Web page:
- You can protect yourself and your family by preparing for a wildfire smoke event.
- If you or your family have been exposed to smoke and are experiencing severe symptoms, like difficulty breathing or chest pain, call 911 or go to the emergency room immediately.
Wildfire smoke is a mix of gases, water vapor and small particles from burning trees, plants, buildings and other material. Breathing in wildfire smoke can hurt your health. Older adults, children, pregnant women and people with asthma, lung disease, or heart disease are especially at risk. You can take simple steps now to protect yourself and your family from wildfire smoke.
How can wildfire smoke affect you?
Particulate matter, or PM, is a mix of tiny solid particles and liquid droplets in the air we breathe. Some particulate matter, like smoke, dust or dirt, is large enough to see. Fine particulate matter (PM2.5) is so tiny — narrower than a single hair from your head — it passes through the nose and throat and enters the lungs. Once inhaled these particles can affect the lungs and heart and cause serious health effects.
Wildfire smoke can also cause:
- Watery or dry eyes
- Persistent cough, phlegm, wheezing, scratchy throat or irritated sinuses
- Mental health-related effects like depression or anxiety
- Shortness of breath, asthma attacks or lung irritation
- Irregular heartbeat or chest pain
- Heart attacks
What is the Air Quality Index?
The Air Quality Index is a tool for reporting daily air quality. AQI values range from 0 to 500. The higher the number, the greater the level of air pollution and the greater the health concern. When AQI values are above 100, air quality is unhealthy for sensitive groups. Above 150, it is harmful for everyone. It’s a good idea to stay informed about air quality levels during a wildfire to limit your exposure to smoke.Do your best to be informed about air quality in your community. If you have a smartphone or a tablet, you can download the free OregonAir app. This app uses smiling or frowning face emojis to show air quality across the state.
|Daily AQI color||Values of index||Levels of concern|
|Green||0-50||Good - Air quality is satisfactory, and air pollution poses little or no risk.|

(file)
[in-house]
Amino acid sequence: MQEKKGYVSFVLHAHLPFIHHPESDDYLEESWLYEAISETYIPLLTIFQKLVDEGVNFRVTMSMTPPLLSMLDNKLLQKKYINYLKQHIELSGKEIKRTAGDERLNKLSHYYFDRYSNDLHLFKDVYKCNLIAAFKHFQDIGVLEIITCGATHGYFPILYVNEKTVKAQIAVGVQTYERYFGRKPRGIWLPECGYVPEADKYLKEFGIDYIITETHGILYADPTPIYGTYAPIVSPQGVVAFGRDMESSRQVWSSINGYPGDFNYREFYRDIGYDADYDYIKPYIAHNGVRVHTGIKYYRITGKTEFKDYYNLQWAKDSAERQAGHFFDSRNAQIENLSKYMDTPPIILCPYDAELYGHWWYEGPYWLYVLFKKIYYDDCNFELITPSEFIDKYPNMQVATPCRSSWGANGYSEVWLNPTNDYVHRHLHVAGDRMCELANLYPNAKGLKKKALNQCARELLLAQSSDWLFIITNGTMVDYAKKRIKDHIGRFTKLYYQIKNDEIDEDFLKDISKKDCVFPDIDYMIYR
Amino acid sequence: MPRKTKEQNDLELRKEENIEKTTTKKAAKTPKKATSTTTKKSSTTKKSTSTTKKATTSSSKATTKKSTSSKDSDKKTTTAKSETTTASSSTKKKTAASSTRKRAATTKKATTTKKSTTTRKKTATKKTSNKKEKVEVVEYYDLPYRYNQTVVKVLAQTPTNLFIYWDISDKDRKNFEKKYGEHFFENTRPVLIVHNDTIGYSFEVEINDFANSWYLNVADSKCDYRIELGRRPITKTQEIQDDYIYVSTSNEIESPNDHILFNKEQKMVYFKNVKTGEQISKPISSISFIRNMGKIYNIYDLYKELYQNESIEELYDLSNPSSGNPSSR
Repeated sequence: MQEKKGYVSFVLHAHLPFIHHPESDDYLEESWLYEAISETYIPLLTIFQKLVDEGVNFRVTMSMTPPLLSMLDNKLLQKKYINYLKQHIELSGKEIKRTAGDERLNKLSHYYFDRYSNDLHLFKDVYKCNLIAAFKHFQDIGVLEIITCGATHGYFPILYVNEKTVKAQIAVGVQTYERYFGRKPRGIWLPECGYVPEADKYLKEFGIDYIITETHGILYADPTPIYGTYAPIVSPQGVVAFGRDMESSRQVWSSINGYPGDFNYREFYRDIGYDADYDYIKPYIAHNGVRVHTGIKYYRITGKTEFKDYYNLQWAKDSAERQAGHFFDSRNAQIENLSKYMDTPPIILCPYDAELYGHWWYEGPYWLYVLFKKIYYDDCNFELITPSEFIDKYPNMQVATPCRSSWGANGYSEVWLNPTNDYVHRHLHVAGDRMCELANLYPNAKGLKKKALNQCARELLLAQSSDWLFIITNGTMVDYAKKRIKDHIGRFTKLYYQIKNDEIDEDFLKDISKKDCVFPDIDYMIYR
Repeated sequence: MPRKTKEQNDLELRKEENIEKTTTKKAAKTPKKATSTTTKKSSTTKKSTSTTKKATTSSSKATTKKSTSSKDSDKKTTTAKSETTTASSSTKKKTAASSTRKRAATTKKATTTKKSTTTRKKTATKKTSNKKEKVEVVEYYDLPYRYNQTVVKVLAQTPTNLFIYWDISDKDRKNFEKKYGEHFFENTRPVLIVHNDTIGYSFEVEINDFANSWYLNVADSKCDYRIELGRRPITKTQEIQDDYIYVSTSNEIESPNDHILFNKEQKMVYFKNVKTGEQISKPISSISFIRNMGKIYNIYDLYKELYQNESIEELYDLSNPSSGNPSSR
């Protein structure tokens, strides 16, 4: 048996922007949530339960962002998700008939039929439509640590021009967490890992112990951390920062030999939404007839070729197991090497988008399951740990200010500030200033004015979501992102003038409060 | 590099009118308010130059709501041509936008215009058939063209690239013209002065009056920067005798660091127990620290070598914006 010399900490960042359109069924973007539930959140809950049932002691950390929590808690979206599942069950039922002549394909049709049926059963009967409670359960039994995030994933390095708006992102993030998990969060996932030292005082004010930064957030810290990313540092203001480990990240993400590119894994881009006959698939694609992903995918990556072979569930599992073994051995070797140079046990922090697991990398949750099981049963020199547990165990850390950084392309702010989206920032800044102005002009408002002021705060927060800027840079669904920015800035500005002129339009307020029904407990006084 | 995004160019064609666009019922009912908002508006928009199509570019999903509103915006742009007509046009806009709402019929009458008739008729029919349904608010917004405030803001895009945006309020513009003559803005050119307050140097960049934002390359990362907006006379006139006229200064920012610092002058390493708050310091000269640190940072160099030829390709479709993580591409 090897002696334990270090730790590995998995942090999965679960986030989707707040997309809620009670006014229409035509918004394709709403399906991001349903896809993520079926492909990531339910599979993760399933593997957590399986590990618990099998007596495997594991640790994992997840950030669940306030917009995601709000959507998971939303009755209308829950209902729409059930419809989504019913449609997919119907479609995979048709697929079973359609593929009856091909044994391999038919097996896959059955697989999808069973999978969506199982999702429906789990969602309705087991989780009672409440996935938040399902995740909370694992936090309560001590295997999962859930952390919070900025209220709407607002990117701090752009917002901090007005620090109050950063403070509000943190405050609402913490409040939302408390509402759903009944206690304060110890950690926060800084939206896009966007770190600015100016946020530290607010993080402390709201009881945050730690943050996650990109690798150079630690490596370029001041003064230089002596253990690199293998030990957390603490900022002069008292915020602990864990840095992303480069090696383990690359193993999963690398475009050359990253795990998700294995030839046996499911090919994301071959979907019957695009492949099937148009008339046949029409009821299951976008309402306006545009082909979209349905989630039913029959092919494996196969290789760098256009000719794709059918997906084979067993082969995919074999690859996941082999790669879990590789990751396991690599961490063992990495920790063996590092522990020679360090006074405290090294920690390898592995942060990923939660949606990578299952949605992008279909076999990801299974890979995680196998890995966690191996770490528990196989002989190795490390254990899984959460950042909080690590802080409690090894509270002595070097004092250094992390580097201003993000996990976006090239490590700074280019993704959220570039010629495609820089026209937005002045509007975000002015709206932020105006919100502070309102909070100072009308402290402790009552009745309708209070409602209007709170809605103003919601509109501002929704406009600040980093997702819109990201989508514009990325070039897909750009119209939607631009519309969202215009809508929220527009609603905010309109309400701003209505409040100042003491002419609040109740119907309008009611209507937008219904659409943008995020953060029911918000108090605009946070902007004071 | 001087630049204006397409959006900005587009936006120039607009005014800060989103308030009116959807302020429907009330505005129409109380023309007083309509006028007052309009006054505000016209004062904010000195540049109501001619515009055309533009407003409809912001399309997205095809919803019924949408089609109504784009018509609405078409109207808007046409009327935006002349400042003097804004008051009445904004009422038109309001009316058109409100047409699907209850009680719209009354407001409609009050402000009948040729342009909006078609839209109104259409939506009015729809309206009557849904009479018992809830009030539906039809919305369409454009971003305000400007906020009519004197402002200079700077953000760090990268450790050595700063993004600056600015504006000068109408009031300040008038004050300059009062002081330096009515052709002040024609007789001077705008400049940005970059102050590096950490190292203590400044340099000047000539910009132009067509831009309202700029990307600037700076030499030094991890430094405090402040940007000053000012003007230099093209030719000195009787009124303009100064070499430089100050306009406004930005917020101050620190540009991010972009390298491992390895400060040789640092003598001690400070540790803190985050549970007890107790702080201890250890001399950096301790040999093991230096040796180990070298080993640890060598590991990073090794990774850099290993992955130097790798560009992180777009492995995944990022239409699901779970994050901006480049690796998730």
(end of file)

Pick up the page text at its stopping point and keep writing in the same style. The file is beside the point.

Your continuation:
|Yellow||51-100||Moderate - Air quality is acceptable. However there may be a risk for some people, particularly those who are unusually sensitive to air pollution.|
|Orange||101-150||Unhealthy for sensitive groups - Members of sensitive groups may experience health effects. The general public is less likely to be affected.|
|Red||151-200||Unhealthy - Some members of the general public may experience health effects; members of sensitive groups may experience more serous health effects.|
|Purple||201-300||Very unhealthy - Health alert: The risk of health effects is increased for everyone.|
|Maroon||301+||Hazardous - Halth warning of emergency conditons: Everyone is more likely to be affected.|
Prepare now to reduce your health risk from wildfire smoke
If you are part of a sensitive or at risk group, check with your doctor or nurse about what you need to do to protect yourself from wildfire smoke.
Stay indoors and minimize outdoor activity as much as possible when the air quality is poor.
Use an air cleaner like a high-efficiency particulate air (HEPA) filter at home. Or, consider a “do-it-yourself” option*. You can make a DIY air filter by attaching a furnace filter to a box fan. For safety reasons, turn off theDIY filter when you leave your home.
Consider setting up a cleaner air space where you live by following these general guidelines:
- Choose a room to be your cleaner air space.
- Prevent smoke from entering the room (close the windows).
- Keep the room cool by using fans or an air conditioner.
- Filter the air in the room with an air cleaner or DIY air filter.
- Avoid activities in your home that create smoke or other particles (like burning candles, vacuuming, frying food, etc.).
- Spend as much time as possible in the cleaner air room.
If you cannot create a cleaner air space in your home, goto cleaner air shelters and spaces in communities such as churches and libraries.
DIY air filter*
- 20” x 20” air filter - Suggested rating: MERV 13
- 20” x 20” box fan - Only use certified fans with UL or ETL marking (2012 model or newer)
- Clamps or duct tape or bungee cords
- Attach the air filter to the back of the box fan using clamps, duct tape or bungee cords.
- Check the filter for the direction of the air flow (marked on the side of the filter)
- Replace filters when dirty.
*Do it yourself at your own risk. Oregon State University is not liable or responsible for any damage or loss from making an air filter at home or for your use of this information.
Credit: AirNow. Learn about box fan safety tips.
Are you an agricultural, general industry, construction or forest worker?
Understand your rights in the event of exposure to unhealthy or hazardous levels of wildfire smoke. The Occupational Safety and Health Administration requires employers to provide training and approved filtering face piece respirators.
"My children can’t go outside when the smoke is bad. I bring my dogs inside and I worry about the farm. Cattle are suffering. I also worry about my older neighbors.”
— Joelle B.
A basic understanding of the impacts of smoke and what you can do to reduce your risk can help keep you and your family safe and healthy.
- Frequently asked questions about wildfire smoke and public health
- Protecting Indoor Air from Wildfire Smoke
- Oregon Smoke Information blog in multiple languages
- Air Quality Index Basics
- Air quality monitoring map
- Do it yourself (DIY) air filter
- Key requirements: Oregon OSHA’s permanent rules for protection from wildfire smoke
Trade-name products and services are mentioned as illustrations only. This does not mean that the Oregon State University Extension Service either endorses these products and services or intends to discriminate against products and services not mentioned.